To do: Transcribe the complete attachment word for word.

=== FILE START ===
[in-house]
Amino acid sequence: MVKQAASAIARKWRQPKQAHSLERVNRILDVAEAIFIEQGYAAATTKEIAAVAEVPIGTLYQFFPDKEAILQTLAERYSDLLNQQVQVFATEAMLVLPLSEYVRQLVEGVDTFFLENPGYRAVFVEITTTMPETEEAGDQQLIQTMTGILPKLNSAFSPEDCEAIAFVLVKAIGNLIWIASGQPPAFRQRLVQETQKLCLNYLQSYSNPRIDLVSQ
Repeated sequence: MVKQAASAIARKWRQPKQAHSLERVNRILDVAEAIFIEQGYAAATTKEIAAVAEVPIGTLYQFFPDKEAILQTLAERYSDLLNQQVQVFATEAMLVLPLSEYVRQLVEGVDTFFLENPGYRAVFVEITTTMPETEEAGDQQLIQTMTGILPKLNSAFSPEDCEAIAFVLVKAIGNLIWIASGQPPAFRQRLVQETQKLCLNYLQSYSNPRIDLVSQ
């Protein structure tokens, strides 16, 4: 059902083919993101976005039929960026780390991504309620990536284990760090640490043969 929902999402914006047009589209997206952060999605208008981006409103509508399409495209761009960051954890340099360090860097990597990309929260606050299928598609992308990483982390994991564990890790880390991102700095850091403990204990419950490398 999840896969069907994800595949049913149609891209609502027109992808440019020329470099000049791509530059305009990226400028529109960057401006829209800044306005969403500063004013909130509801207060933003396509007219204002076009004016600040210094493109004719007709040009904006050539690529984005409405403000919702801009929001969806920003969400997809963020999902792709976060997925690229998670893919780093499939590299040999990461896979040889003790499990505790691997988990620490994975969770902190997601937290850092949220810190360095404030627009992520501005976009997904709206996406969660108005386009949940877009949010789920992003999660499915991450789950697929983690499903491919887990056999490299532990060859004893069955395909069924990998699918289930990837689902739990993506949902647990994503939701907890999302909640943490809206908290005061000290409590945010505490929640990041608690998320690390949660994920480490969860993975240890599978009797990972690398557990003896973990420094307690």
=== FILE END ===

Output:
[in-house]
Amino acid sequence: MVKQAASAIARKWRQPKQAHSLERVNRILDVAEAIFIEQGYAAATTKEIAAVAEVPIGTLYQFFPDKEAILQTLAERYSDLLNQQVQVFATEAMLVLPLSEYVRQLVEGVDTFFLENPGYRAVFVEITTTMPETEEAGDQQLIQTMTGILPKLNSAFSPEDCEAIAFVLVKAIGNLIWIASGQPPAFRQRLVQETQKLCLNYLQSYSNPRIDLVSQ
Repeated sequence: MVKQAASAIARKWRQPKQAHSLERVNRILDVAEAIFIEQGYAAATTKEIAAVAEVPIGTLYQFFPDKEAILQTLAERYSDLLNQQVQVFATEAMLVLPLSEYVRQLVEGVDTFFLENPGYRAVFVEITTTMPETEEAGDQQLIQTMTGILPKLNSAFSPEDCEAIAFVLVKAIGNLIWIASGQPPAFRQRLVQETQKLCLNYLQSYSNPRIDLVSQ
């Protein structure tokens, strides 16, 4: 059902083919993101976005039929960026780390991504309620990536284990760090640490043969 929902999402914006047009589209997206952060999605208008981006409103509508399409495209761009960051954890340099360090860097990597990309929260606050299928598609992308990483982390994991564990890790880390991102700095850091403990204990419950490398 999840896969069907994800595949049913149609891209609502027109992808440019020329470099000049791509530059305009990226400028529109960057401006829209800044306005969403500063004013909130509801207060933003396509007219204002076009004016600040210094493109004719007709040009904006050539690529984005409405403000919702801009929001969806920003969400997809963020999902792709976060997925690229998670893919780093499939590299040999990461896979040889003790499990505790691997988990620490994975969770902190997601937290850092949220810190360095404030627009992520501005976009997904709206996406969660108005386009949940877009949010789920992003999660499915991450789950697929983690499903491919887990056999490299532990060859004893069955395909069924990998699918289930990837689902739990993506949902647990994503939701907890999302909640943490809206908290005061000290409590945010505490929640990041608690998320690390949660994920480490969860993975240890599978009797990972690398557990003896973990420094307690």